EBITDA over the next few years.
High Capex: Aided by yet another extension in Production Tax Credits (PTCs),
NEE's renewable portfolio continues to grow under Capital Holdings' wholly
owned subsidiary, NextEra Energy Resources (Energy Resources). Management
expects to develop 2,000-2,500 megawatts (MW) of new wind projects over
2013-2015, of which 1,672 MW have been committed and have long-term signed
power purchase agreements (PPAs). Management is also targeting approximately
1,100 MWs of solar projects over 2013-2016, all of which has been contracted.
Capital Holdings is also increasing its regulated portfolio through
investments in Federal Energy Regulatory Commission (FERC) regulated gas
pipelines. Fitch has assumed all these projects come to fruition and have
included them in its financial projections but have not included any
incremental capex opportunities.
The capex at FPL over 2014-2016 is being driven by the recently completed
plant modernization at Riviera Beach and the ongoing plant modernizations at
Port Everglades and other infrastructure improvements such as storm hardening
and reliability investments. The plant modernization projects have been
approved by the Florida Public Service Commission and, once completed, will
earn a return through the generation base-rate adjustment (GBRA) mechanism. As
a result of continued investments at both Capital Holdings and FPL, capex at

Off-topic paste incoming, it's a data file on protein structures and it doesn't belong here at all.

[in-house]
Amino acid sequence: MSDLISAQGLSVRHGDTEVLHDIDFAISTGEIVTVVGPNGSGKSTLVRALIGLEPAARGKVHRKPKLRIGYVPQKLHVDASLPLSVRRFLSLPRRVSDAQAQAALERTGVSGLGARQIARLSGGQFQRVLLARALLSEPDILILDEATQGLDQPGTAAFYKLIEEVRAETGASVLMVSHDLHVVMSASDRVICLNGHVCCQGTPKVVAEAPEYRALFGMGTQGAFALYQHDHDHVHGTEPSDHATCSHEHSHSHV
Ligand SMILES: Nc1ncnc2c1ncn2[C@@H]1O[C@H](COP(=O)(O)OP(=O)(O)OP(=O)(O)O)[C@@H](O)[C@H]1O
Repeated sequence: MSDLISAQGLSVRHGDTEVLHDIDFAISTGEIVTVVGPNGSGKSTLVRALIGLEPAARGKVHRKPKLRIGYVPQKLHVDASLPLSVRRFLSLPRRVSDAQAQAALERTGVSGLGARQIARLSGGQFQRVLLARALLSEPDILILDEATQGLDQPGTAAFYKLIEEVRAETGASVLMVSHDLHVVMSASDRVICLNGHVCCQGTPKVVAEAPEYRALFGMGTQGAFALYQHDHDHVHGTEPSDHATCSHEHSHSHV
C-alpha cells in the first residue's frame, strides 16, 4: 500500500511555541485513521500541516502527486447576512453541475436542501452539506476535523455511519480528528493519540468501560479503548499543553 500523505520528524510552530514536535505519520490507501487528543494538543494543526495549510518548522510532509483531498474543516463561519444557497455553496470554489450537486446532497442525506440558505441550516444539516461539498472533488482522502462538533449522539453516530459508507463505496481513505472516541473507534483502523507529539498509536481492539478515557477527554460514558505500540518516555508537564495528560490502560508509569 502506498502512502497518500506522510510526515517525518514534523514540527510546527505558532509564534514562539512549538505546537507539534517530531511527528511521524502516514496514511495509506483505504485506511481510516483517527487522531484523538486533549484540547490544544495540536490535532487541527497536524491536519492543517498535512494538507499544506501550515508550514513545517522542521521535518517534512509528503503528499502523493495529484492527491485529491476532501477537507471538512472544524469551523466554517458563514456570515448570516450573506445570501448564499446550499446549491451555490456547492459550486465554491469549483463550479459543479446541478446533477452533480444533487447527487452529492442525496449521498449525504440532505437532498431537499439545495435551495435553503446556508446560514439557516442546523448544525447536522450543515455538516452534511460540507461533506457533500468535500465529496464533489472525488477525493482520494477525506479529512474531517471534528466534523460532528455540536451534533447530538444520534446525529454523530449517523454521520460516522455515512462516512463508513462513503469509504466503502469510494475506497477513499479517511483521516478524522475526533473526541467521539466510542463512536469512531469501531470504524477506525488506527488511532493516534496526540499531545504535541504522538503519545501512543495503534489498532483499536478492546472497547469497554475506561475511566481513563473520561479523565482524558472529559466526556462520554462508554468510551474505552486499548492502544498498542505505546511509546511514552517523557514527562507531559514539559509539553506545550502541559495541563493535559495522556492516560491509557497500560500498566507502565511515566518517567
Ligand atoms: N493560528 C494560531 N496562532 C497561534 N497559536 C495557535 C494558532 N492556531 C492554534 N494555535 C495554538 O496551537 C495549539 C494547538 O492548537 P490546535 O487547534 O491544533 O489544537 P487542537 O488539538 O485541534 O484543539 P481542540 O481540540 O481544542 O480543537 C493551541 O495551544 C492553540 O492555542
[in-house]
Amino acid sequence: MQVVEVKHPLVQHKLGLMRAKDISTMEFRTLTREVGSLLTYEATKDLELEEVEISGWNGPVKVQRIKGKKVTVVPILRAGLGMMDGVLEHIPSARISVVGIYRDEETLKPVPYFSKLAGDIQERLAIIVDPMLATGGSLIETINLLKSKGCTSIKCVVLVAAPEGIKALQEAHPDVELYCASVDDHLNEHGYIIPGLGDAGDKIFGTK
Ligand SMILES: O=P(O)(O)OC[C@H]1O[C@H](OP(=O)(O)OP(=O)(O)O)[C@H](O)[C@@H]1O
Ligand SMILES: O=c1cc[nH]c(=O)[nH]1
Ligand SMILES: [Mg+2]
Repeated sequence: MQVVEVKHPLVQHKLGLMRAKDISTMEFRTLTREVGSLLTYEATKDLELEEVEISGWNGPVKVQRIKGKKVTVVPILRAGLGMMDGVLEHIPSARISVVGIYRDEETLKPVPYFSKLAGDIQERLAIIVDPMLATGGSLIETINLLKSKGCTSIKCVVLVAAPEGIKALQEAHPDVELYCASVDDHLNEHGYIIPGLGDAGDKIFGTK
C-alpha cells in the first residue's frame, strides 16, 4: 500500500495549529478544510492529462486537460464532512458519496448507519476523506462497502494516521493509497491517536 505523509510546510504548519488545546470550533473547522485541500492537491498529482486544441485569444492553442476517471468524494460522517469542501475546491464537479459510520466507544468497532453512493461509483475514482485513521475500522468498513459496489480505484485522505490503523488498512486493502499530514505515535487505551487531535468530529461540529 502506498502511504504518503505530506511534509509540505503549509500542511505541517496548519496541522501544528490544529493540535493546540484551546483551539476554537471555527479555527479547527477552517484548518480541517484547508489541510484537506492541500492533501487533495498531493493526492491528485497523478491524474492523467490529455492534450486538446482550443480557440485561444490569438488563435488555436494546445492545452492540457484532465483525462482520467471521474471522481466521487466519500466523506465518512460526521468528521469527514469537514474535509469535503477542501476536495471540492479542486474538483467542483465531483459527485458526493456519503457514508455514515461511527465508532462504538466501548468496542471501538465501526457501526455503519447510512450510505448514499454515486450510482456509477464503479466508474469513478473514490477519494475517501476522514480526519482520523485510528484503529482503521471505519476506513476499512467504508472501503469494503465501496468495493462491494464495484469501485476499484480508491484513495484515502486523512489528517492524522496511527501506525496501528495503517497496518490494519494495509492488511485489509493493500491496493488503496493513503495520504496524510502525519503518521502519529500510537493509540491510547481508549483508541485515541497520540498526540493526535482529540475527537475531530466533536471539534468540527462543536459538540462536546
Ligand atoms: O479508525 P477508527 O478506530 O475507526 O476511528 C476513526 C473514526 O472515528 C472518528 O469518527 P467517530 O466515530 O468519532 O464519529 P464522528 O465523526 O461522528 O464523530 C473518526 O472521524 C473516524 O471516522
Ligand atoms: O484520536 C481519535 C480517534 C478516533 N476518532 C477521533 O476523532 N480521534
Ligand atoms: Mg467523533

NEE will continue to be elevated throughout Fitch's forecast period of
2014-2016 (average of $6.6 billion), albeit lower than the $9.5 billion peak
reached in 2012. It is highly likely that there is further upside to these
capex estimates, particularly for Capital Holdings, since any legislative
extension of tax benefits for wind and solar will be a further impetus for NEE
to expand its renewable portfolio.
Demonstrated Equity Support: Given the pressures on credit metrics today and
elevated levels of forecasted capex, management's emphasis on strengthening
the balance sheet is warranted to maintain the current levels of ratings. In
this regard, the company's equity issuance of $1.5 billion in 2013 in the form
of $400 million of common equity issued in November 2013, $600 million of
equity forward contract to be settled by the end of 2014, and $500 million of
equity units issued in September 2013, is positive for NEE's credit.
Formation Of A Growth-Oriented Limited Partnership: NEE recently announced its